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Jackie

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About Jackie

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  1. We had one, but it barely got used. I think DD was 5 when we bought it, and 8 when I sold it. It wasn’t glitchy; it simply wasn’t very fun. The Newton and Masterpiece apps were good for a short while, and she liked the tangrams app even though it was really finicky, but the other apps held no real interest for her. We definitely didn’t get $100 worth of benefit out of it.
  2. Hits: Destination Imagination, AOPS book + Alcumus, Great Courses Plus Misses: AOPS online classes Everything else fell somewhere in the middle
  3. The pdf booklets are available if you use Great Courses Plus. Since GCP has no commitment length, you could sign up for a month (or the free trial if you’ve not used it before), download all the guidebooks for every course you want to use, then cancel.
  4. If the state does not require anything, you need not keep anything. If you enroll her in public school again anytime before high school, schools nearly always enroll the child in the grade level that corresponds to their age, without any paperwork needed from you other than the standard enrollment paperwork. I do choose to keep my own records, but that’s because I like having them. I don’t anticipate ever needing to show them to anyone. I have a small day planner, and I write down what we did after we do it. Any paper-based work generated is thrown into a big pile, and every few months we choose a few things from the pile to keep and recycle the rest.
  5. This. We combine this approach with a lot of time in nature, visiting the science and natural history museums, hands-on science kits, and child-designed experiments. But there are a lot of library books involved.
  6. My school used upper levels of Saxon, way back when. I went from a kid who loved math, with it being my favorite subject and competing in MathCounts, to thinking math was a miserable subject that made no sense. Saxon contained almost no “math sense”; it was problem after problem after problem of fill-in-the-blank plugging in of numbers using a prescribed way of doing things. The sheer number of problems meant math homework took longer than all my other subjects combined, even though I still usually intuitively understood the math itself. It was drudgery.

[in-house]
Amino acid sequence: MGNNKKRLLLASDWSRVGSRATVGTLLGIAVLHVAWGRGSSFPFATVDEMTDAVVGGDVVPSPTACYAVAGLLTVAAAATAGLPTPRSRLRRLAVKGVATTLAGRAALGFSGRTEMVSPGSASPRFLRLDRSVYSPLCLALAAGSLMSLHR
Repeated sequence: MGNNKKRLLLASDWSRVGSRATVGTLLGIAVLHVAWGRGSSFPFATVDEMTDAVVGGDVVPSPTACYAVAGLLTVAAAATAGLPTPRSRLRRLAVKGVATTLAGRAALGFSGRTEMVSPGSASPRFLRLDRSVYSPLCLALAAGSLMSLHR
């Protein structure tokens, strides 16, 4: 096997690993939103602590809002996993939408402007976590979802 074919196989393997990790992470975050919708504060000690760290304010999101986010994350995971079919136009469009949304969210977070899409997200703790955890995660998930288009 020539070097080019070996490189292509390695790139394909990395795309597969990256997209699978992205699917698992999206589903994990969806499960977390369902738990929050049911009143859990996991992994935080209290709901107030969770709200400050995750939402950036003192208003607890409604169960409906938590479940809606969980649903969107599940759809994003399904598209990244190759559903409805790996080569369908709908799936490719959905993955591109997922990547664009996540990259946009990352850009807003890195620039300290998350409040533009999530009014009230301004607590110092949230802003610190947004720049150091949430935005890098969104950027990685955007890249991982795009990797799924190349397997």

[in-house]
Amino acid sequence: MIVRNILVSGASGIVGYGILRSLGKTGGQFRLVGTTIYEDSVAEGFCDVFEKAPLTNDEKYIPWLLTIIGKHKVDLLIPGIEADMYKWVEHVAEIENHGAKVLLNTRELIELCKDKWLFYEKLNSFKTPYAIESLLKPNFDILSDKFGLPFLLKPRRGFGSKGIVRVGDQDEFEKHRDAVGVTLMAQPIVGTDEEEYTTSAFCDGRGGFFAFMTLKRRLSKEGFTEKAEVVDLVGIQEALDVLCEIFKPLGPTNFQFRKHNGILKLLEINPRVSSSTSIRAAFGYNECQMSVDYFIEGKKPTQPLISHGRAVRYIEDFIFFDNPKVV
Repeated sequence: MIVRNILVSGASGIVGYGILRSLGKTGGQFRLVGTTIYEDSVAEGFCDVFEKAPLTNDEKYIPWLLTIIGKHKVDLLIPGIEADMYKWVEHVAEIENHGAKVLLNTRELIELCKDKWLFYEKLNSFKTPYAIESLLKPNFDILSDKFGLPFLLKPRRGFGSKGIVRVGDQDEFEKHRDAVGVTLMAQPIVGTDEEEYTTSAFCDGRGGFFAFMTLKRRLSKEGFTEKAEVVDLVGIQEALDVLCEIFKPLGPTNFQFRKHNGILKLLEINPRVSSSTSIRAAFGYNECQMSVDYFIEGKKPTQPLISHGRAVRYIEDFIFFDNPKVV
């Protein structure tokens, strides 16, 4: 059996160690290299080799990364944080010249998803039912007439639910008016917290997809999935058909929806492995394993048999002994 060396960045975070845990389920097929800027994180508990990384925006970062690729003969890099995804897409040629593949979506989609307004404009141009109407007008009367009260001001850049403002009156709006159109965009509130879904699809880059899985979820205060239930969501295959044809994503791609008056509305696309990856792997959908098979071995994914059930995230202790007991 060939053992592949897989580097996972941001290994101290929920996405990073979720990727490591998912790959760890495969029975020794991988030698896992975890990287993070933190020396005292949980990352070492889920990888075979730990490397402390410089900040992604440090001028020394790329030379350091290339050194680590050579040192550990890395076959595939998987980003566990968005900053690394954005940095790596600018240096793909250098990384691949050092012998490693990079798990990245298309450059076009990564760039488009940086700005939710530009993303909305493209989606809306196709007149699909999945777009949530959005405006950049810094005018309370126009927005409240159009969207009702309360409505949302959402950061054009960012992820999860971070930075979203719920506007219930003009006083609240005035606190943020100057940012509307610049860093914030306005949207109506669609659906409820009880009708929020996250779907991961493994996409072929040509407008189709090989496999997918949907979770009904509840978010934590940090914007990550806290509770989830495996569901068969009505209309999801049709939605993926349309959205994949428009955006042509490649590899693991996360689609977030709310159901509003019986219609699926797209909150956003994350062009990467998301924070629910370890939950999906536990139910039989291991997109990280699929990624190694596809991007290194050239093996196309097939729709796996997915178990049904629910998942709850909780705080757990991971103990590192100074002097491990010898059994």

7. May I ask what program the tutor recommends for your child?
  8. I can not imagine thinking that Saxon didn’t have enough review and repetition. I detest the program, in part because I believe it to have such a ridiculous excess of review and repetition. Has this tutor ever actually used Saxon?
  9. Told my daughter her score and simply “forgot” to remind her that there were medals, since she places little emphasis on such herself and didn’t remember. So, now she’s perfectly happy with her score. 🙂
  10. DD will be mildly disappointed. She missed a medal by a point.
  11. Keeping in mind that I’m not a scrapbooker (the same artsy appeal of it for my daughter keeps me away from it), the basic idea starts with buying a scrapbook, scrapbook paper, and various decorations like stickers from an art supply store like Michaels. Each event/topic gets its own page or a two-page spread. Each page can contain any combination of photos, hand drawn pictures, titles, written descriptions, whatever... the idea is that it can be very open to creative input. My kid has never had much interest in keeping a regular journal, but she loves this. When she started it, she had a few recent things she wanted to include, so she made five or six pages in the first couple weeks. Since then, it’s an occasional project when she has new stuff to include - her season with Destination Imagination, a trip to Harry Potter World, a collection of hiking pictures.
  12. I prompted my kid to do some scrapbooking, including small written descriptions for each page. She liked that better than a journal, and I was surprised at the level of LA skill it actually takes to boil down an event or experience into a single page or a two-page spread. Plus, it appealed to her artsy self. I found the questions in the Suppose the Wolf Were an Octopus series to be great for quick writing prompts. Many of them worked really well to learning to write basic paragraphs. (And I returned to the series when we started tackling essays this year.)
  13. You could add in some spiral review in a fun way by having him play Prodigy Math for a while a few times per week. It’s fun enough that it likely won’t feel like a chore, and gives a good mix of problems or you can use the teacher portal to assign certain types of problems.
  14. By and large, the games are a replacement for the same drill that can be accomplished with flash cards.
  15. We had a similar type of list. Some of the things on it: programming in Scratch or with her robots learning a new art skill (via her art books or an art video or some other prompt) Zometool challenges playing with molecular modeling projects/suggestions from books like This Book Thinks You’re a Math Genius or This Book Thinks You’re an Artist anything to complete a DIY.org project learning/practicing calligraphy or other hand lettering techniques playing on Burning Cargo practicing piano or doing a lesson on Hoffman Academy projects from science kits on hand
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